It is easy to reject the empirical value of the policy cycle, but difficult to replace it as a practical tool. I identify the implications for students, policymakers, and the actors seeking influence in the policy process.
A policy cycle divides the policy process into a series of stages:
- Agenda setting. Identifying problems that require government attention, deciding which issues deserve the most attention and defining the nature of the problem.
- Policy formulation. Setting objectives, identifying the cost and estimating the effect of solutions, choosing from a list of solutions and selecting policy instruments.
- Legitimation. Ensuring that the chosen policy instruments have support. It can involve one or a combination of: legislative approval, executive approval, seeking consent through consultation with interest groups, and referenda.
- Implementation. Establishing or employing an organization to take responsibility for implementation, ensuring that the organization has the resources (such as staffing, money and legal authority) to do so, and making sure that policy decisions are carried out as planned.
- Evaluation. Assessing the extent to which the policy was successful or the policy decision was the correct one; if it was implemented correctly and, if so, had the desired effect.
- Policy maintenance, succession or termination. Considering if the policy should be continued, modified or discontinued.
Most academics (and many practitioners) reject it because it oversimplifies, and does not explain, a complex policymaking system in which: these stages may not occur (or occur in this order), or we are better to imagine thousands of policy cycles interacting with each other to produce less orderly behaviour and predictable outputs.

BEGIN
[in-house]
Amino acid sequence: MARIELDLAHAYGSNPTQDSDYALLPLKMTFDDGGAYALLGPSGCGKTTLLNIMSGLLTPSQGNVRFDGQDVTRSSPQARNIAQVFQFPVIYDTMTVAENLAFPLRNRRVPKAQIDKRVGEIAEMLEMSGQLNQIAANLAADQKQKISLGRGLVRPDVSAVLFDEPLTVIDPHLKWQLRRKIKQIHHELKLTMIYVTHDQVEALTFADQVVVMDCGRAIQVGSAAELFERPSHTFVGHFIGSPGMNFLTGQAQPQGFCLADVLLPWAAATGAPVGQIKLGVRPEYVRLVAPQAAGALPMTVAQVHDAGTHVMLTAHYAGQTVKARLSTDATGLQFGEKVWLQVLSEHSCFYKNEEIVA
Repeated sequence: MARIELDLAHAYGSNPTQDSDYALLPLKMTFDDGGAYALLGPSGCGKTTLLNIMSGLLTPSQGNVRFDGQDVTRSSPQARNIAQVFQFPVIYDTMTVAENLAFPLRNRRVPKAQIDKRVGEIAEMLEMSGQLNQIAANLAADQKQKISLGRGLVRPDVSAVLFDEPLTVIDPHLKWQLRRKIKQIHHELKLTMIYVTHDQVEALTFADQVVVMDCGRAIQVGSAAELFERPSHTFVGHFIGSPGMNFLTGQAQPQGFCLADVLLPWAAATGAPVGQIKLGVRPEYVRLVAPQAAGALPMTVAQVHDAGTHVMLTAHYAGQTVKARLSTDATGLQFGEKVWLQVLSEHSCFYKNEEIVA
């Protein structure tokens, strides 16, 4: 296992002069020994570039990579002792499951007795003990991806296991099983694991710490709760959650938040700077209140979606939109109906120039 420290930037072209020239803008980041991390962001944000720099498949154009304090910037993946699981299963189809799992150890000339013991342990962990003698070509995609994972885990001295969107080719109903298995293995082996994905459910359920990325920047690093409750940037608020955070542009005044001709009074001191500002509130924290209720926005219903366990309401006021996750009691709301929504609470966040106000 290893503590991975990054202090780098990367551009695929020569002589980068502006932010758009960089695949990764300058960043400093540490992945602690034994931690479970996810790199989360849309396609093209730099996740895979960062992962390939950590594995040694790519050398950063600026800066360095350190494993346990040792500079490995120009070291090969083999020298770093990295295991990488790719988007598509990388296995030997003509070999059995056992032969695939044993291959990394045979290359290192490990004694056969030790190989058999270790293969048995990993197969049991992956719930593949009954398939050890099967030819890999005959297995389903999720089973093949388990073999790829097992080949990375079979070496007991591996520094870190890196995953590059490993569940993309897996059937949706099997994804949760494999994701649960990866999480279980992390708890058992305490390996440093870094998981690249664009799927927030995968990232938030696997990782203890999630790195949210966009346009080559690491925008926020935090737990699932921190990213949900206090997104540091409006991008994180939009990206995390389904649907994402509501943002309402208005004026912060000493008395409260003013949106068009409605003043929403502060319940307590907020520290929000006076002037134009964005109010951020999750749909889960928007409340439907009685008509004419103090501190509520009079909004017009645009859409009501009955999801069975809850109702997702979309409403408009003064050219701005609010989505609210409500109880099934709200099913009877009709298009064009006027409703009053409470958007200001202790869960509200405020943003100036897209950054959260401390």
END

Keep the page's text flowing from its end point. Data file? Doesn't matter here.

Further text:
But what do we do about it?
The implications for students are relatively simple: we have dozens of concepts and theories which serve as better ways to understand policymaking. In the 1000 Words series, I give you 25 to get you started.
The implications for policymakers are less simple because they cycle may be unrealistic and useful. Stages can be used to organise policymaking in a simple way: identify policymaker aims, identify policies to achieve those aims, select a policy measure, ensure that the selection is legitimised by the population or its legislature, identify the necessary resources, implement and then evaluate the policy. The idea is simple and the consequent advice to policy practitioners is straightforward. A major unresolved challenge for scholars and practitioners is to describe a more meaningful, more realistic, analytical model to policymakers and give advice on how to act and justify action in the same straightforward way. So, in this article, I discuss how to reconcile policy advice based on complexity and pragmatism with public and policymaker expectations.
The implications for actors trying to influence policymaking can be dispiriting: how can we engage effectively in the policy process if we struggle to understand it? So, in this page (scroll down – it’s long!), I discuss how to present evidence in complex policymaking systems.
Take home message for students. It is easy to describe then assess the policy cycle as an empirical tool, but don’t stop there. Consider how to turn this insight into action. First, examine the many ways in which we use concepts to provide better descriptions and explanations. Then, think about the practical implications. What useful advice could you give an elected policymaker, trying to juggle pragmatism with accountability? What strategies would you recommend to actors trying to influence the policy process?